First, it’s the automated voice prompts. Then, five minutes of elevator music. Finally, a human picks up the phone.
While it’s often a pain, calling customer service can be worth your time.
I recently told you how I saved $240 a year on my wireless internet service with one phone call. Now, here are the do’s and don’ts when calling customer service.
CALL FIRST THING IN THE MORNING
Nothing is worse than eating up your cell phone minutes while waiting on hold. Call early to avoid long wait times. You’ll also be catching the customer service representative at the beginning of their day when they’re probably in a better mood.
Organize your thoughts before calling. What is the desired outcome? What steps will you take to achieve it?
For example, when I called AT&T recently, I knew that I wanted a lower monthly bill. I’d received offers from a competitor, so I wrote down details of the offer to present to the customer service representative.
I also jotted down specifically what I was going to say:
“I have been an AT&T customer since 2010. Recently I’ve received offers for faster service at a low introductory price. Before I make the switch, I wanted to see if there is anything you could do for me?”
WRITE DOWN THE AGENT’S NAME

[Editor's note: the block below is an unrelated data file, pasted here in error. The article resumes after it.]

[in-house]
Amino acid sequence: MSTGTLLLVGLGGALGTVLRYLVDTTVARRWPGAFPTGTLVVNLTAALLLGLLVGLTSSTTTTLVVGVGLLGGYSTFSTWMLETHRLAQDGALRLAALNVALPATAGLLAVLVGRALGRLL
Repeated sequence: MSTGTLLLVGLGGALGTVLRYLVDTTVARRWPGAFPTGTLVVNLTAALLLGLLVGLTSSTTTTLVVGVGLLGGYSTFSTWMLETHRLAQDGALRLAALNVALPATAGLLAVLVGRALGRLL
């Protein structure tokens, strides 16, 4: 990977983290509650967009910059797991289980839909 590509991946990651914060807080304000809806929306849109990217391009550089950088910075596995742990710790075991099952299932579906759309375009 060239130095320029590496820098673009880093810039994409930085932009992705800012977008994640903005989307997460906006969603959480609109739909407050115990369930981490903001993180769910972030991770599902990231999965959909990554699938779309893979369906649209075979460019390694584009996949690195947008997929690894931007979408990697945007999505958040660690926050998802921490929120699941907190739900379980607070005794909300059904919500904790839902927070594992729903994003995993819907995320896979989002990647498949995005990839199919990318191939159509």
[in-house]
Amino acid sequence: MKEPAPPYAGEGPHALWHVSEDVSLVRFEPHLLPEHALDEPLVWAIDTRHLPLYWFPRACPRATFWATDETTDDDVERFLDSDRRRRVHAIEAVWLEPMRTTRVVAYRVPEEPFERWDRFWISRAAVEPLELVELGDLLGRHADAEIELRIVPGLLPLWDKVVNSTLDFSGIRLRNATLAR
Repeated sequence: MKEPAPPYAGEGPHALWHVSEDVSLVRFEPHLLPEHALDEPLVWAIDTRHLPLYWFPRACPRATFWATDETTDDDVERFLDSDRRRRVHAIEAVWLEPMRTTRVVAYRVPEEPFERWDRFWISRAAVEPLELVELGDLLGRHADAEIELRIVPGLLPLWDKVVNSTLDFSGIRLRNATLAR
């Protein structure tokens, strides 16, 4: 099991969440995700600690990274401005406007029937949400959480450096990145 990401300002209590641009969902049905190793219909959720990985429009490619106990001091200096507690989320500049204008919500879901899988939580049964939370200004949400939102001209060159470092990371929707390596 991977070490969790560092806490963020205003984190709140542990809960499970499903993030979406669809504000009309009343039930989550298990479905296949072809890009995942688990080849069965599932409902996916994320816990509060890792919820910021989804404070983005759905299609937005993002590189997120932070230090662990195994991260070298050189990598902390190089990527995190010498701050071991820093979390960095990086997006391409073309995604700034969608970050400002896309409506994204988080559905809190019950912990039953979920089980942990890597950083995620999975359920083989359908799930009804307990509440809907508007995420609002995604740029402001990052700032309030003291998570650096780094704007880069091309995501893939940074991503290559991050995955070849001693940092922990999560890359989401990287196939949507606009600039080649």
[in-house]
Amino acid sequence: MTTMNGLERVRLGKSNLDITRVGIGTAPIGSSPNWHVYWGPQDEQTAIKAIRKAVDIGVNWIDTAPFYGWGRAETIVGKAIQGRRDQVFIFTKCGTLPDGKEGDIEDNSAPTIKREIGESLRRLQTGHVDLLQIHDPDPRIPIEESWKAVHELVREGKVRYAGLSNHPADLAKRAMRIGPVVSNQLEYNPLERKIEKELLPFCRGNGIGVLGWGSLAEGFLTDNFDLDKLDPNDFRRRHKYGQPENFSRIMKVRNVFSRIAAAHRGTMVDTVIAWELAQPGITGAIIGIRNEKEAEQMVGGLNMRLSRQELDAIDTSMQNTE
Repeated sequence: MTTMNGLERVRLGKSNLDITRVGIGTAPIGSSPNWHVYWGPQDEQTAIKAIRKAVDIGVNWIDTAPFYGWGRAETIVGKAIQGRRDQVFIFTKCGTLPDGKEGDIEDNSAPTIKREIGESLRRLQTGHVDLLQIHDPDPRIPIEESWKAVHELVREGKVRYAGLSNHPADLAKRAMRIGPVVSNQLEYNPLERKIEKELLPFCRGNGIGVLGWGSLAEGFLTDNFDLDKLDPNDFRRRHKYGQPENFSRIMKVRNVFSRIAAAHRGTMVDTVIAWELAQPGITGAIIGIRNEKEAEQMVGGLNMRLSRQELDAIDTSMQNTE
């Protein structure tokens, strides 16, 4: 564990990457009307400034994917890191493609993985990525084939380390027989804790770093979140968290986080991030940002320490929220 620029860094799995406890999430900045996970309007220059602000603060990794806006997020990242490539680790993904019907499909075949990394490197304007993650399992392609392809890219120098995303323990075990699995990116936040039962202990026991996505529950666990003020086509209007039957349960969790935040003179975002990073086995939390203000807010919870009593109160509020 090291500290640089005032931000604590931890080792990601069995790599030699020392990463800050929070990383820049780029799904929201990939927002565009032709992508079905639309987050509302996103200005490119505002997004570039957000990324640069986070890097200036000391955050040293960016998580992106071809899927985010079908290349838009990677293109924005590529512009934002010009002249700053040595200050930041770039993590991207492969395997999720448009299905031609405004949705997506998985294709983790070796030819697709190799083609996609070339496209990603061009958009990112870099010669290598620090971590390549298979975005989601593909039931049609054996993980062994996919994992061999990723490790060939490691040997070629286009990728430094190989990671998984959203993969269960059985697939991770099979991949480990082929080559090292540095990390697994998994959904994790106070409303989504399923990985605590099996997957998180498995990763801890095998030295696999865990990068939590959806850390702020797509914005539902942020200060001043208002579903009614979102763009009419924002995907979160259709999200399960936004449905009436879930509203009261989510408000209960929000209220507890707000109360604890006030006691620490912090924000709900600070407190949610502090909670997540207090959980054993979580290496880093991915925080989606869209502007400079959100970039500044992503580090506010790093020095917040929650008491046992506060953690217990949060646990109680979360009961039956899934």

I do this for two reasons. First, when I’m making my pitch, I like to use the agent’s name. People respond favorably to that show of respect. Secondly, I write down the agent’s name in case the situation isn’t resolved as promised and there’s a need to follow-up.
ASK FOR A SUPERVISOR IF NECESSARY
I like to give the first person I speak with a chance to resolve the situation before asking for their boss. I think that’s only fair. However, if you’re not getting your desired outcome, politely ask to speak to a supervisor.
LOSE YOUR TEMPER!
Customer service representatives take a lot of angry phone calls. They have procedures in place to deal with problem callers. I try to be assertive, but not aggressive when dealing with any service provider. Getting angry doesn’t help the situation.
LIE OR EXAGGERATE
Customer service representatives have heard it all. Loyalty departments want to keep your business. That’s part of their job. There’s no need to lie or exaggerate your circumstances to achieve a desired outcome. Honesty is the best policy.
FALL FOR THE SALES PITCH
The person on the phone will likely try to sell you something. Be prepared to reject multiple offers. If you’re calling to reduce a monthly payment, stay focused on that goal. Don’t be tricked into signing up for additional services that you don’t need. If you have trouble saying no, tell the agent you’d like a day to think about it.
BE AFRAID TO WALK
If the company you’ve been loyal to isn’t willing to negotiate, maybe it’s time to find another service provider. Evaluate the competition. Is there a more attractive offer for you? Go for it.